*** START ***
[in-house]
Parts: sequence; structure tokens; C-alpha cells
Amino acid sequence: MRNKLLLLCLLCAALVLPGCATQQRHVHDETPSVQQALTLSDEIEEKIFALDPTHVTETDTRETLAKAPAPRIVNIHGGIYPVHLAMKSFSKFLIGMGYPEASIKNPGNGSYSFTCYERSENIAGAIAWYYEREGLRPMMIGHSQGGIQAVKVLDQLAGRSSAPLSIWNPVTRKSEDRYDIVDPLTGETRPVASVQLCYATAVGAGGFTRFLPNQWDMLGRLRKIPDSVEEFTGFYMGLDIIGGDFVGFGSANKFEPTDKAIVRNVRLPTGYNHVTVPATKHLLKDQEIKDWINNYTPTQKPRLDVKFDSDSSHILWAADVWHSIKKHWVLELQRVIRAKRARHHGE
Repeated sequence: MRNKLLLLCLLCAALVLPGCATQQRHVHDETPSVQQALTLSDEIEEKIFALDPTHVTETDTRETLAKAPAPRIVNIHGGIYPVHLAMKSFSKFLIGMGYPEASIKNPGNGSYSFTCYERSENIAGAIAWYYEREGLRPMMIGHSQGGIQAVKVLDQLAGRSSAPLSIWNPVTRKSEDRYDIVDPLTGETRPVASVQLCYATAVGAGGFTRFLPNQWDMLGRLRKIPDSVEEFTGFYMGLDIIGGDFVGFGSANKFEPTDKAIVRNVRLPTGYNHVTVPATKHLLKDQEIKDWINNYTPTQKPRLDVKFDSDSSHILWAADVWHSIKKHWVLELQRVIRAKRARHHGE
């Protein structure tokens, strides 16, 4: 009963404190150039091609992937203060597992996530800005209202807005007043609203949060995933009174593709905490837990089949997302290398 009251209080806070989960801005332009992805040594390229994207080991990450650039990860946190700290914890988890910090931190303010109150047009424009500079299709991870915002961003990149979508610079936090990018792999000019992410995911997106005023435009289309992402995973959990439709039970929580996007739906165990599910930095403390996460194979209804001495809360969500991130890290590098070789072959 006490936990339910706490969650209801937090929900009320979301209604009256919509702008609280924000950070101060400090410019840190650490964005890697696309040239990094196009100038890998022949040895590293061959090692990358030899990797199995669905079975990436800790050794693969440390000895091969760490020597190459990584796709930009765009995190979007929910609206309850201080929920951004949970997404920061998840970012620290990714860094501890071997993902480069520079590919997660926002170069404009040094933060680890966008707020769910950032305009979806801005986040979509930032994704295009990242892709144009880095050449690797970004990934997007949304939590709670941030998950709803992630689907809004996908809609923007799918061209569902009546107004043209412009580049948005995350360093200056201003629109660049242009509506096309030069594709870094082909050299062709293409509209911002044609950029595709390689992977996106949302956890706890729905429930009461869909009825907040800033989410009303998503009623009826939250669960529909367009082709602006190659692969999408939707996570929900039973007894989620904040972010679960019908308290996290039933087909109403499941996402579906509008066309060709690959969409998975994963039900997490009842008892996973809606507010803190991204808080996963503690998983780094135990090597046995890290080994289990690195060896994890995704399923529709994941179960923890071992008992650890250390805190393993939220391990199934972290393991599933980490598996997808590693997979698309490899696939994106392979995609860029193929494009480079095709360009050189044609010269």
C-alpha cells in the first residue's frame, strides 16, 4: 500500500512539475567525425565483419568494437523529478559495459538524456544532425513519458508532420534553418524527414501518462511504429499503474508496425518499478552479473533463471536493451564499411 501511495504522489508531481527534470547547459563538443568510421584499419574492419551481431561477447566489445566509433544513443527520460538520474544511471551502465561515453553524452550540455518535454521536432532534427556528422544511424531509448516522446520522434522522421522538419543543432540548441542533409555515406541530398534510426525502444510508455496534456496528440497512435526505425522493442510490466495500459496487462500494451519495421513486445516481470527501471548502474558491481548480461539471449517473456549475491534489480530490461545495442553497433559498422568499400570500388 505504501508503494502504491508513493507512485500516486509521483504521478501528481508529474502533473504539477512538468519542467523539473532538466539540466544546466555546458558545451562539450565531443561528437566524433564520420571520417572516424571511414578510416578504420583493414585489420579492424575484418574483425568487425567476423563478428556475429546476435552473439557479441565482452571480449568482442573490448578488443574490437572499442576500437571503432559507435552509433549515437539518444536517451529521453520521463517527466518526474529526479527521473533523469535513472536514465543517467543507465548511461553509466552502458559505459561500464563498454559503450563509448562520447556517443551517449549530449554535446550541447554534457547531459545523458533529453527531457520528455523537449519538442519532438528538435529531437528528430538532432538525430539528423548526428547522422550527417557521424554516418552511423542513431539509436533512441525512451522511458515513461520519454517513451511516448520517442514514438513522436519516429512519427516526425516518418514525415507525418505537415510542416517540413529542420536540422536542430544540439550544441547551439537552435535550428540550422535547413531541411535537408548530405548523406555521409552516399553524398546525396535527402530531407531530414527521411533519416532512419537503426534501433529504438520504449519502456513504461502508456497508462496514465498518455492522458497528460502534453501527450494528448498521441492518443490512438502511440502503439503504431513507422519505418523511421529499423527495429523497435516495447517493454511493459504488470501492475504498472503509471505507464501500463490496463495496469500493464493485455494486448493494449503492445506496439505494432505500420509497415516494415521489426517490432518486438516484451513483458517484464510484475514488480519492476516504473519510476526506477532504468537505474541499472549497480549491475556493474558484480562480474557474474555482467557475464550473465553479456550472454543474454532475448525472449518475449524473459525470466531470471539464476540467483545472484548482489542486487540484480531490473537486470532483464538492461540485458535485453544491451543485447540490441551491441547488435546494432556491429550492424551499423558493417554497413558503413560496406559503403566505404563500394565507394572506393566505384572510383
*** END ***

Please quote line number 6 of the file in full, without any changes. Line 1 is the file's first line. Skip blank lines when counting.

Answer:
C-alpha cells in the first residue's frame, strides 16, 4: 500500500512539475567525425565483419568494437523529478559495459538524456544532425513519458508532420534553418524527414501518462511504429499503474508496425518499478552479473533463471536493451564499411 501511495504522489508531481527534470547547459563538443568510421584499419574492419551481431561477447566489445566509433544513443527520460538520474544511471551502465561515453553524452550540455518535454521536432532534427556528422544511424531509448516522446520522434522522421522538419543543432540548441542533409555515406541530398534510426525502444510508455496534456496528440497512435526505425522493442510490466495500459496487462500494451519495421513486445516481470527501471548502474558491481548480461539471449517473456549475491534489480530490461545495442553497433559498422568499400570500388 505504501508503494502504491508513493507512485500516486509521483504521478501528481508529474502533473504539477512538468519542467523539473532538466539540466544546466555546458558545451562539450565531443561528437566524433564520420571520417572516424571511414578510416578504420583493414585489420579492424575484418574483425568487425567476423563478428556475429546476435552473439557479441565482452571480449568482442573490448578488443574490437572499442576500437571503432559507435552509433549515437539518444536517451529521453520521463517527466518526474529526479527521473533523469535513472536514465543517467543507465548511461553509466552502458559505459561500464563498454559503450563509448562520447556517443551517449549530449554535446550541447554534457547531459545523458533529453527531457520528455523537449519538442519532438528538435529531437528528430538532432538525430539528423548526428547522422550527417557521424554516418552511423542513431539509436533512441525512451522511458515513461520519454517513451511516448520517442514514438513522436519516429512519427516526425516518418514525415507525418505537415510542416517540413529542420536540422536542430544540439550544441547551439537552435535550428540550422535547413531541411535537408548530405548523406555521409552516399553524398546525396535527402530531407531530414527521411533519416532512419537503426534501433529504438520504449519502456513504461502508456497508462496514465498518455492522458497528460502534453501527450494528448498521441492518443490512438502511440502503439503504431513507422519505418523511421529499423527495429523497435516495447517493454511493459504488470501492475504498472503509471505507464501500463490496463495496469500493464493485455494486448493494449503492445506496439505494432505500420509497415516494415521489426517490432518486438516484451513483458517484464510484475514488480519492476516504473519510476526506477532504468537505474541499472549497480549491475556493474558484480562480474557474474555482467557475464550473465553479456550472454543474454532475448525472449518475449524473459525470466531470471539464476540467483545472484548482489542486487540484480531490473537486470532483464538492461540485458535485453544491451543485447540490441551491441547488435546494432556491429550492424551499423558493417554497413558503413560496406559503403566505404563500394565507394572506393566505384572510383